New Suit Against Backpage Bosses Could Be Game Changer

Readers of this blog will need no reminding that Backpage was seized by the US Justice Department in April of 2018. It was then that Carl Ferrer flipped on his associates and pleaded guilty to conspiracy and money laundering, agreeing to cooperate with the ongoing federal investigation.

Readers will also remember that Jim Larkin and Michael Lacey both pleaded not guilty and are scheduled for trial in Arizona later this spring. Ferrer, himself, awaits sentencing and could face up to five years in prison and a $250,000 fine if he is found to share in the culpability.

In our story yesterday we told you about Melanie Thompson who was forced into prostitution at age 12 by a man who held her against her will and sold her on the street and in an underground strip club.

Her exploitation worsened when her trafficker discovered Backpage because he could sell her more efficiently, Thompson said.

She explained: “There was an influx in the amount of sex buyers that purchased me from the website as opposed to street prostitution…There were a lot more individuals and a lot of them were more violent.”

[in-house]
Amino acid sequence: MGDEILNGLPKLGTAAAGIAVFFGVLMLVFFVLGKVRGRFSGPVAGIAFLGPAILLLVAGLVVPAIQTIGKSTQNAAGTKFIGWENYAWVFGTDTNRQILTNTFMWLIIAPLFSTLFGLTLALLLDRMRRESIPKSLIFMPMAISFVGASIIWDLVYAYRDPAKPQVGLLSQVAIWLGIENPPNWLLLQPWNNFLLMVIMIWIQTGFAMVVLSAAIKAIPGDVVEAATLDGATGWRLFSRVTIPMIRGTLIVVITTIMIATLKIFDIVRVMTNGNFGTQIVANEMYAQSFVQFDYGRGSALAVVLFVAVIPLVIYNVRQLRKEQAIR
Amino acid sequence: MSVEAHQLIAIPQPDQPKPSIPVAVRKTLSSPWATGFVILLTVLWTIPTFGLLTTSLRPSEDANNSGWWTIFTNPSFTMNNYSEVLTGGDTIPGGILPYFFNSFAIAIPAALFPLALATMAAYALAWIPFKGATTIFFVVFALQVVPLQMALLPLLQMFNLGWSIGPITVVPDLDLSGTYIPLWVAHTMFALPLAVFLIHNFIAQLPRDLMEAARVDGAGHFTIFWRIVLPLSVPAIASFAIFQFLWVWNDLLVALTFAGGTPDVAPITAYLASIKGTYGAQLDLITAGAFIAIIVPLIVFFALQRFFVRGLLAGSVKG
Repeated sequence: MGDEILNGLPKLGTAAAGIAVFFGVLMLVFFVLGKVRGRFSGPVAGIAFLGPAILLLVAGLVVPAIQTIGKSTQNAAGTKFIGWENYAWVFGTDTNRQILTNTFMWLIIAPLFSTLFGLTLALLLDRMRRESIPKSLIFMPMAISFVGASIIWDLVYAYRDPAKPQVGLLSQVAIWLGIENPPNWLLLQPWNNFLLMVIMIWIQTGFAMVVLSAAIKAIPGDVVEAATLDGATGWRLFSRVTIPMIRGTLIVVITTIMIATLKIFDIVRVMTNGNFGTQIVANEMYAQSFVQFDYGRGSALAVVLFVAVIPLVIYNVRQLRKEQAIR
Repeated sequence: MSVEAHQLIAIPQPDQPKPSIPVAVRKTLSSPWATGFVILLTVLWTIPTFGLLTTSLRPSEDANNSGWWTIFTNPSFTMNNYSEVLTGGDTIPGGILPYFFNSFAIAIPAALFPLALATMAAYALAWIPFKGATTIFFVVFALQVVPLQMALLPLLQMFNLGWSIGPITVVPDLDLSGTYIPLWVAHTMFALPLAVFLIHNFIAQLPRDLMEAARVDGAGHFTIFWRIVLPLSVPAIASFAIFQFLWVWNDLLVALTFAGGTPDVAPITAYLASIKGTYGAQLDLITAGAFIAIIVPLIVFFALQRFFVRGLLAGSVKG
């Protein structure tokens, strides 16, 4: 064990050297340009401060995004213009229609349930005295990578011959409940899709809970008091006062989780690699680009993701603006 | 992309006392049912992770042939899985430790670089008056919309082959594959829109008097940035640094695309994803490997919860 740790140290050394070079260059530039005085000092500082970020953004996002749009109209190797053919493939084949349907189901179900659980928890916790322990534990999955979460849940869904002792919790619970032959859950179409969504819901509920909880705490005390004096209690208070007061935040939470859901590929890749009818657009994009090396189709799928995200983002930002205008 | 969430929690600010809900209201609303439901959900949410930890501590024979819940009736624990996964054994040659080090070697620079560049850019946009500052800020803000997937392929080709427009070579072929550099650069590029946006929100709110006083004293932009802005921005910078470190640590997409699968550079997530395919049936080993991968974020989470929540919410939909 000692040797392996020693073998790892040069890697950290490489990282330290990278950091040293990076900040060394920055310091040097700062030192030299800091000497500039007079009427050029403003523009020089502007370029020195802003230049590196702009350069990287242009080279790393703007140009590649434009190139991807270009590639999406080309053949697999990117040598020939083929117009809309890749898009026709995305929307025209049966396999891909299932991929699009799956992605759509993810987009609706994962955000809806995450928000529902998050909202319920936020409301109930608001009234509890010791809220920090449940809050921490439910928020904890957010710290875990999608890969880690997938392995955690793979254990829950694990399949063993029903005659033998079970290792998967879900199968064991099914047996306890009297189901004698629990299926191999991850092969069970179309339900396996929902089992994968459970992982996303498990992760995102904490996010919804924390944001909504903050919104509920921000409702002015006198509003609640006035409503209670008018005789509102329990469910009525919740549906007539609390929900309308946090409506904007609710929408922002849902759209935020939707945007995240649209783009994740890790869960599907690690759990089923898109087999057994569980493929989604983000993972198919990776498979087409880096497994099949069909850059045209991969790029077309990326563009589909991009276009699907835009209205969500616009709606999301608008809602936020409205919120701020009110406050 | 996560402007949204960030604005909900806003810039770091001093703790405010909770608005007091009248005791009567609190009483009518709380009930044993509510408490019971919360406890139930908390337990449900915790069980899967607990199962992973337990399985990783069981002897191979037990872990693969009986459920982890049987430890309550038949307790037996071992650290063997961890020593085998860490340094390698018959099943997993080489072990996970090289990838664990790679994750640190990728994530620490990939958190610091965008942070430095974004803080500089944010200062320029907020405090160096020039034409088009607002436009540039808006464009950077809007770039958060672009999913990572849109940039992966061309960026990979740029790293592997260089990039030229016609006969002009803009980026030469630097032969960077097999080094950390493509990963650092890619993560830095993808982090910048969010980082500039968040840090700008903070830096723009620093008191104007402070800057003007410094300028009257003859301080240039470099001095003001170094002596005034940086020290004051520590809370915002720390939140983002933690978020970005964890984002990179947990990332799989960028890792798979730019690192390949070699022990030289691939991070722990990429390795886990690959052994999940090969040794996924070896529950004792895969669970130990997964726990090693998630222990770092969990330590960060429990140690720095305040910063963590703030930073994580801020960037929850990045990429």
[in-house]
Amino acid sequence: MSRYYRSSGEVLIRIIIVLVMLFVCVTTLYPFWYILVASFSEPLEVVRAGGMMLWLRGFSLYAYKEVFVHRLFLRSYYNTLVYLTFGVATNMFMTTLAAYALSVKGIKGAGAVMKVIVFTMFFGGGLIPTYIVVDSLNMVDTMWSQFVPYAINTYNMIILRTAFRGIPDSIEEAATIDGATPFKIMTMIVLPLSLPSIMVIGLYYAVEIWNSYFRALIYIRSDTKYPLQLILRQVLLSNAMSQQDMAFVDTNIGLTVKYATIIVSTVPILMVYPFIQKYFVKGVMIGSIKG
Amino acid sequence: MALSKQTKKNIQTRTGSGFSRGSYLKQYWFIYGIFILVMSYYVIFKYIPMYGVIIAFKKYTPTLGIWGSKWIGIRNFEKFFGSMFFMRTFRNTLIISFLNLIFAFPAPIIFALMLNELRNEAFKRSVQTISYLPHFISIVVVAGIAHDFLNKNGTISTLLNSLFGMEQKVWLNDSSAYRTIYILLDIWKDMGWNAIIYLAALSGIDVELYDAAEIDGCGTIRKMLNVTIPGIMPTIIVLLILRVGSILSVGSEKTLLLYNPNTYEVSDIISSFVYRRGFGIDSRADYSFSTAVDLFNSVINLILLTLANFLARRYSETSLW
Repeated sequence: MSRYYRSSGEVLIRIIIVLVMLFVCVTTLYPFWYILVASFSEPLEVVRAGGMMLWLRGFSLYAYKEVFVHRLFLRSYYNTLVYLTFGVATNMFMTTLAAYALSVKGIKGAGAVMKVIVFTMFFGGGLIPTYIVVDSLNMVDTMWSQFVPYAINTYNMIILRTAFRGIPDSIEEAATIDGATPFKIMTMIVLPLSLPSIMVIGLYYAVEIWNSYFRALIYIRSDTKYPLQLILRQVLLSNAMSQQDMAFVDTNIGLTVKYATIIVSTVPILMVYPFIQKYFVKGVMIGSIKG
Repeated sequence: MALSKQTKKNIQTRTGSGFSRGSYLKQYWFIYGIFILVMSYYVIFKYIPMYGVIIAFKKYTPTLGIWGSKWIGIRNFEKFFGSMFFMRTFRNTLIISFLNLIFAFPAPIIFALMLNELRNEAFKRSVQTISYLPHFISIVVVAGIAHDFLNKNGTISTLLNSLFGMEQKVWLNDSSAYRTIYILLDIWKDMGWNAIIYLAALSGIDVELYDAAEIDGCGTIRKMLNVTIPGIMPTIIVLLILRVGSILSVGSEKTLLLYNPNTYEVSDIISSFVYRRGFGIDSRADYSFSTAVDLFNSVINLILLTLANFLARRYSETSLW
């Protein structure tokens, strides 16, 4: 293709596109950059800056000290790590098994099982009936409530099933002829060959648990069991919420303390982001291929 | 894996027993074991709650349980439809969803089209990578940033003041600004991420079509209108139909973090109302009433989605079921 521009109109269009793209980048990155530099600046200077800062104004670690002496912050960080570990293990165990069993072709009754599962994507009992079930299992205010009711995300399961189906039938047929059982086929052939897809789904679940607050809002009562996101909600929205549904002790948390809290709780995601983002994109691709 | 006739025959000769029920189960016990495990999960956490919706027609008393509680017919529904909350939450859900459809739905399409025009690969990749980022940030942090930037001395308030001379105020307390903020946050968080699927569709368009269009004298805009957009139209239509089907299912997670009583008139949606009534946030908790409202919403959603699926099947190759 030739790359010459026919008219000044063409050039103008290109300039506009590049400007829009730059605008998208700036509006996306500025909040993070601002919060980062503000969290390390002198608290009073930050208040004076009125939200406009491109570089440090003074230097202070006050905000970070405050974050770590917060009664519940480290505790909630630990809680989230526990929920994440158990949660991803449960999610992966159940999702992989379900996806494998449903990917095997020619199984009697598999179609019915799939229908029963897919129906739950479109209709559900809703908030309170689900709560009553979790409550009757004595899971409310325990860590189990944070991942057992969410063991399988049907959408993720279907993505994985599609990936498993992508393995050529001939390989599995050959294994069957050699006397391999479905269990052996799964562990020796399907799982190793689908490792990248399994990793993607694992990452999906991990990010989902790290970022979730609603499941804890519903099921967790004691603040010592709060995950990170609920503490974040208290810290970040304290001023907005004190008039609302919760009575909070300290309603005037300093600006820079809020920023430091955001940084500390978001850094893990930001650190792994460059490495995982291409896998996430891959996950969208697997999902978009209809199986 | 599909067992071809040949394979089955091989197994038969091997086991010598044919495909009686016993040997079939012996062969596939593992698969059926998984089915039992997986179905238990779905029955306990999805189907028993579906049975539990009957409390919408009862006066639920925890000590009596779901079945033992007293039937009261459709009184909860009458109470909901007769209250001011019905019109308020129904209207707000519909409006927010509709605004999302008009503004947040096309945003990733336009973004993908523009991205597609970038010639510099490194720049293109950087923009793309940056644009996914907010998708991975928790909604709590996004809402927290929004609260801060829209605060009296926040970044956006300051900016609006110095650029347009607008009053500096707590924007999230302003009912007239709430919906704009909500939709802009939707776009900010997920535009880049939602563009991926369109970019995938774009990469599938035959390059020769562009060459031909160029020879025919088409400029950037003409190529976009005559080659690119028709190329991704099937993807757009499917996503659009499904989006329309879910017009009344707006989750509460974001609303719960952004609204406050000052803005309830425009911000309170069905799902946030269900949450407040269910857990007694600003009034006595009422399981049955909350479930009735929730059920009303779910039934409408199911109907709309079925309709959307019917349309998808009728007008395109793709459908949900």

There is good reason to be hopeful that Melanie Thompson’s case against the Backpage founders we first reported to you yesterday will be successful.

Thompson is being represented by the Seattle-based law firm of Pfau Cochran Vertetis Amala, which won a settlement against Backpage in Washington state back in 2017 on behalf of three women who were sold for sex on the Backpage site as teens.

Jason Amala, one of Thompson’s attorneys, said the lawsuit should inspire other New Yorkers who were victimized by Backpage to follow suit. “I think she’s hoping that other people will come forward, particularly in New York” he said.

For her part Thompson, whose lawsuit seeks unspecified compensatory and punitive damages, said she wants other survivors “to see that they do have a voice and that they can use their voice in the way that I’m attempting to now.

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